As you can see, the last column is titled SkipAnalytics. If true, the analytics portion described above is omitted from the long link. Obviously I made this value a boolean as shown in the class code:

public class ShortenedLinkEntity : TableEntity
    public string LongLink { get; set; }
    public string Alias { get; set; }
    public string Channel { get; set; }
    public string EventName { get; set; }
    public bool SkipAnalytics { get; set; }
    public string LinkAlias { get; set; }

The entities are retrieved with the following code. In this example, I hardcoded the index “5”, which corresponds to the RowKey column in the table shown above.

var account = CloudStorageAccount.Parse(Constants.ConnectionString);
var tableClient = account.CreateCloudTableClient();
var linksTable = tableClient.GetTableReference(LinksTableName);
await linksTable.CreateIfNotExistsAsync();

var retrieveOperation = TableOperation.Retrieve<ShortenedLinkEntity>(
var operation = await linksTable.ExecuteAsync(retrieveOperation);
var link = operation.Result as ShortenedLinkEntity;
return link;

The code above starts by creating a CloudStorageAccount corresponding to the connection string I obtained from the Azure Storage Explorer as shown here (Primary Connection String):


Then I create a CloudTableClient which I use to retrieve the CloudTable for the short links. To retrieve the entity itself, I use here the TableOperation.Retrieve method, which is very fast and convenient if you happen to know the PartitionKey and the RowKey for a given entity. Since in my code the RowKey is the index passed in the URL (here “5”), it is easy.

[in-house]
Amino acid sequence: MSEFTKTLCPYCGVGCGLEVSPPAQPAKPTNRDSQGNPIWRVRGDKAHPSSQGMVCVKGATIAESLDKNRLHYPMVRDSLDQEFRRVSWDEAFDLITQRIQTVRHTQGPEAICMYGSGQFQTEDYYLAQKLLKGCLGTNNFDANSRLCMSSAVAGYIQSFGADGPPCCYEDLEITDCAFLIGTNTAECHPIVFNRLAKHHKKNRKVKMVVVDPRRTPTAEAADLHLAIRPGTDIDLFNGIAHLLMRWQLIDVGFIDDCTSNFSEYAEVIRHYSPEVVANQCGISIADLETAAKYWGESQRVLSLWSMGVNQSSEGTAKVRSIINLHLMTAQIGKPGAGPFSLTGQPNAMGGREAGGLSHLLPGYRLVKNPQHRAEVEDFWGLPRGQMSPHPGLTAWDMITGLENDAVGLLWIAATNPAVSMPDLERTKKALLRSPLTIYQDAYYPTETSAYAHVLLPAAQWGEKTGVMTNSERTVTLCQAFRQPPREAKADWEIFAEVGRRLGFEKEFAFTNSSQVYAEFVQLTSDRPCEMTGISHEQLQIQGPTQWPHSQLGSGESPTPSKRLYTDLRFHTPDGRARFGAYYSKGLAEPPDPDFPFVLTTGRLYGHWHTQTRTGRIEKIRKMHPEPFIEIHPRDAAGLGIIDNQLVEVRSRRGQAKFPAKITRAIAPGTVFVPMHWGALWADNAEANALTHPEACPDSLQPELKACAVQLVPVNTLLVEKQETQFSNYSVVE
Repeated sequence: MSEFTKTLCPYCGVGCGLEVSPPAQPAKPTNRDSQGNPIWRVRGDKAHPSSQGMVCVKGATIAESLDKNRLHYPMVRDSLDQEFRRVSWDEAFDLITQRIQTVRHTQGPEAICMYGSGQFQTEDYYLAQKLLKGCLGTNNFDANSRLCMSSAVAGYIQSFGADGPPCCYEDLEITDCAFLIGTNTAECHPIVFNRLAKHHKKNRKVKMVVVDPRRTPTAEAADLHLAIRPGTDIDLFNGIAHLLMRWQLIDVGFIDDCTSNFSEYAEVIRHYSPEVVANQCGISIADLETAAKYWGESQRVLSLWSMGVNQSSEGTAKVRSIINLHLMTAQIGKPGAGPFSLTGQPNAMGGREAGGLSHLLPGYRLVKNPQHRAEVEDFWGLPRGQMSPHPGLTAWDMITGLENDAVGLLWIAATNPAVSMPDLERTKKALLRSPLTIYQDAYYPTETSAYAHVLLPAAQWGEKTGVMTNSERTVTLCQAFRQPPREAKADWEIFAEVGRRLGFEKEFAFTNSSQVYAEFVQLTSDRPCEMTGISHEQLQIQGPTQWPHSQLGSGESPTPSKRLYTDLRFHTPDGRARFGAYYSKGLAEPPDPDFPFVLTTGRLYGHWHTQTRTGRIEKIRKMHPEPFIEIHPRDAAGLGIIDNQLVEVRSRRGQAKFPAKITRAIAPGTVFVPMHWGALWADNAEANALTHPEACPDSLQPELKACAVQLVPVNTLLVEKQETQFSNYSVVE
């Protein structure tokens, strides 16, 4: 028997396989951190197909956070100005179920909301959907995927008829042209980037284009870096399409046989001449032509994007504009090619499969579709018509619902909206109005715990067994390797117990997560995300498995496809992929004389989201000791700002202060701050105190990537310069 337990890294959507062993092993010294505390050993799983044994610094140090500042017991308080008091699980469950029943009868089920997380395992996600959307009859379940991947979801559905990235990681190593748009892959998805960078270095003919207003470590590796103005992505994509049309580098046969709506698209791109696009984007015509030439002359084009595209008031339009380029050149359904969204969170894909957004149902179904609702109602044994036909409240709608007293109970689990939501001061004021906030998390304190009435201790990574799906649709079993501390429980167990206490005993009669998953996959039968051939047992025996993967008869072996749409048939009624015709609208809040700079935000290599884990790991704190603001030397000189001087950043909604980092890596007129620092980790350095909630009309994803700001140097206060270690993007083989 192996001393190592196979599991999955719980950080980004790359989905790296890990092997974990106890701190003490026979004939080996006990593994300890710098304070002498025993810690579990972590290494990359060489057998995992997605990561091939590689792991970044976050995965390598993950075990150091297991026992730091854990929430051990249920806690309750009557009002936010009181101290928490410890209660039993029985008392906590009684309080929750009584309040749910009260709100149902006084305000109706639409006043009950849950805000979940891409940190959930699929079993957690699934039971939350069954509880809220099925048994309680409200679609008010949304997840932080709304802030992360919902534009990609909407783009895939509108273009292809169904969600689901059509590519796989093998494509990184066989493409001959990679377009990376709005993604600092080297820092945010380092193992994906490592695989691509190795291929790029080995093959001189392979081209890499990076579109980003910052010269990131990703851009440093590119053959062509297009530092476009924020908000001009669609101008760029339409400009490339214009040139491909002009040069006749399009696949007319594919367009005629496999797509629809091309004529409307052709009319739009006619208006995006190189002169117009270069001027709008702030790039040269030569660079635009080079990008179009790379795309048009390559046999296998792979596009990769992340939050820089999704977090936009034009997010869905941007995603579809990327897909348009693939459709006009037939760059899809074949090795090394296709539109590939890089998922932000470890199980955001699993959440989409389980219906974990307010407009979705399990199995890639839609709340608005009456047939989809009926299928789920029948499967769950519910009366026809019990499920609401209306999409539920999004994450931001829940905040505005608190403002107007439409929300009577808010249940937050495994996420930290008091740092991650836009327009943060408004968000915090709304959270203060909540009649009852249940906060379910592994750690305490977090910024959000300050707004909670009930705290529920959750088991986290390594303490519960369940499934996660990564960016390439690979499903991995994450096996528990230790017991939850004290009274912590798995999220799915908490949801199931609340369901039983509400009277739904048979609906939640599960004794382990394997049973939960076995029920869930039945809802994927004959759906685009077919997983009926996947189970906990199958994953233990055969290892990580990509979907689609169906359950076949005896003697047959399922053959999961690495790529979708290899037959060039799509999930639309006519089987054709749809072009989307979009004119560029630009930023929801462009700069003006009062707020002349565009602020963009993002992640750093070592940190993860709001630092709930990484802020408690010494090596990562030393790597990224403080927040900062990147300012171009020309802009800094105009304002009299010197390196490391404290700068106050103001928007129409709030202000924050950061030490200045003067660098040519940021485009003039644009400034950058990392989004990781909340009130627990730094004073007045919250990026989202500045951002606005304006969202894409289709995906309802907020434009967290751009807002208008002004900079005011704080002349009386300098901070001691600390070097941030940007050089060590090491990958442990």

That sounds great, so where’s the issue?

Here is the bug: I wanted to add a new row. Eventually I will have a client for this (planning to develop it with Xamarin, of course, so I can use it on Windows, iOS, Android) but right now I add rows directly in the Azure Storage Explorer. Let’s see if you can spot the issue.

First I add a new entity in the table. Notice that I don’t enter a value for the SkipAnalytics column, this is an error that I will fix later.



Then I see ooops I forgot the SkipAnalytics column, let’s correct that now by selecting the row and clicking the Edit button.


Note that the empty columns are missing from this dialog. This is because as I explained, the entities stored in Azure Tables can take any shape, there is no strict schema. Freedom is great but in that case it will cause a small issue. Let’s add the missing SkipAnalytics column by pressing the Add Property button.


Looking good right? Now if I press Update, the entity is updated in the Table. I can then run the code to retrieve the entity in my web application and… SkipAnalytics is false. Why???